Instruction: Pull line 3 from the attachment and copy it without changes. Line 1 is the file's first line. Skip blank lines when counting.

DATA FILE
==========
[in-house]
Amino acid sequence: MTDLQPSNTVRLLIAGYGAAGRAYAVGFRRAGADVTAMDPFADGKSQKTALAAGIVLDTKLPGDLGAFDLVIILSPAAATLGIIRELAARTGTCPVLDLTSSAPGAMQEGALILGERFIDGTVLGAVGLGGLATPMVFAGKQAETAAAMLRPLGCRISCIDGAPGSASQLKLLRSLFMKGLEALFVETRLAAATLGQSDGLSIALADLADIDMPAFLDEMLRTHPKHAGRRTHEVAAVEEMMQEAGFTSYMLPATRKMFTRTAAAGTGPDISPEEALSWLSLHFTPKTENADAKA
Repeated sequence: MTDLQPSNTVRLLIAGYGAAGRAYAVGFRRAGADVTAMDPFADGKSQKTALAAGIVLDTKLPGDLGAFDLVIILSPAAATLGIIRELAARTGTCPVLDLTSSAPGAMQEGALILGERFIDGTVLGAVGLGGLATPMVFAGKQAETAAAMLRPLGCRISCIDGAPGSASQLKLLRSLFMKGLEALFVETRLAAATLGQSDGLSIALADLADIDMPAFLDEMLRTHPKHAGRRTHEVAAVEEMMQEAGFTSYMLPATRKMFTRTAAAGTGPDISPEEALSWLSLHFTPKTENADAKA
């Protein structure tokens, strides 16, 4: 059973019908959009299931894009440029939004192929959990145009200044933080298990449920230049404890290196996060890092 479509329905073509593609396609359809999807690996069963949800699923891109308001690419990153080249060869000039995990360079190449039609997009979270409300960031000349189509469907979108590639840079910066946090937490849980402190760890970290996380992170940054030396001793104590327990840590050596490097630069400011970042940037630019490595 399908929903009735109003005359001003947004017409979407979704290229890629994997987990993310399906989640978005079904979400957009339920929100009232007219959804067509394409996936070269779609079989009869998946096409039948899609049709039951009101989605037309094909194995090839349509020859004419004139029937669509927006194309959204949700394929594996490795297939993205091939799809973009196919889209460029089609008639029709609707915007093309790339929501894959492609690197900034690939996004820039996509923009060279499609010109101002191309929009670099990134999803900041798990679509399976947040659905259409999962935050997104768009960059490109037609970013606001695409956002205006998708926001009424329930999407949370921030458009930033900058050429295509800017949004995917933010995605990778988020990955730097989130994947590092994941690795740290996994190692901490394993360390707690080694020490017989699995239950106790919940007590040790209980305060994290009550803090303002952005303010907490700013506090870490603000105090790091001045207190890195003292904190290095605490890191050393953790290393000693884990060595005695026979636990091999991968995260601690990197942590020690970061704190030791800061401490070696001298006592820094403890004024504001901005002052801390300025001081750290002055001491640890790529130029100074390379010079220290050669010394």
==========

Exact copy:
Repeated sequence: MTDLQPSNTVRLLIAGYGAAGRAYAVGFRRAGADVTAMDPFADGKSQKTALAAGIVLDTKLPGDLGAFDLVIILSPAAATLGIIRELAARTGTCPVLDLTSSAPGAMQEGALILGERFIDGTVLGAVGLGGLATPMVFAGKQAETAAAMLRPLGCRISCIDGAPGSASQLKLLRSLFMKGLEALFVETRLAAATLGQSDGLSIALADLADIDMPAFLDEMLRTHPKHAGRRTHEVAAVEEMMQEAGFTSYMLPATRKMFTRTAAAGTGPDISPEEALSWLSLHFTPKTENADAKA